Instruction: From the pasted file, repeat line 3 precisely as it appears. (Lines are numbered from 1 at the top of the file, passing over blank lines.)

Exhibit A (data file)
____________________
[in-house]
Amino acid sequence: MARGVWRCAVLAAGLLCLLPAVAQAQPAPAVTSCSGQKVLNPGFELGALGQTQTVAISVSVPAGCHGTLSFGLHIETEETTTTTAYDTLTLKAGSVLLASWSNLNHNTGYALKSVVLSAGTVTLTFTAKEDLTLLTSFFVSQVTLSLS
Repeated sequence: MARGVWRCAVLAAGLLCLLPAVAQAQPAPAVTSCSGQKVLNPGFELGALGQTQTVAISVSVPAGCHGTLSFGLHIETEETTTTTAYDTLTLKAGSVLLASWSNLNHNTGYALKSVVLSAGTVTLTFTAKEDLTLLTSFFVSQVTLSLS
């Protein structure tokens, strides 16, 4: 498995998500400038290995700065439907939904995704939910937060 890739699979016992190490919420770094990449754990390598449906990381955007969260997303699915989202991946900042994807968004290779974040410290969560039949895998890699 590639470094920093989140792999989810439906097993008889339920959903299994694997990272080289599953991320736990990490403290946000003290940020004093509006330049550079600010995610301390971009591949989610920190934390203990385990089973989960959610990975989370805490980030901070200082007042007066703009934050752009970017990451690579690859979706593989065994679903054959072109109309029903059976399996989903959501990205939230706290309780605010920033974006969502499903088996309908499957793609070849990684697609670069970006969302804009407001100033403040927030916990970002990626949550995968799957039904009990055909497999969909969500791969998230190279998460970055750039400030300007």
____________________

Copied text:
Repeated sequence: MARGVWRCAVLAAGLLCLLPAVAQAQPAPAVTSCSGQKVLNPGFELGALGQTQTVAISVSVPAGCHGTLSFGLHIETEETTTTTAYDTLTLKAGSVLLASWSNLNHNTGYALKSVVLSAGTVTLTFTAKEDLTLLTSFFVSQVTLSLS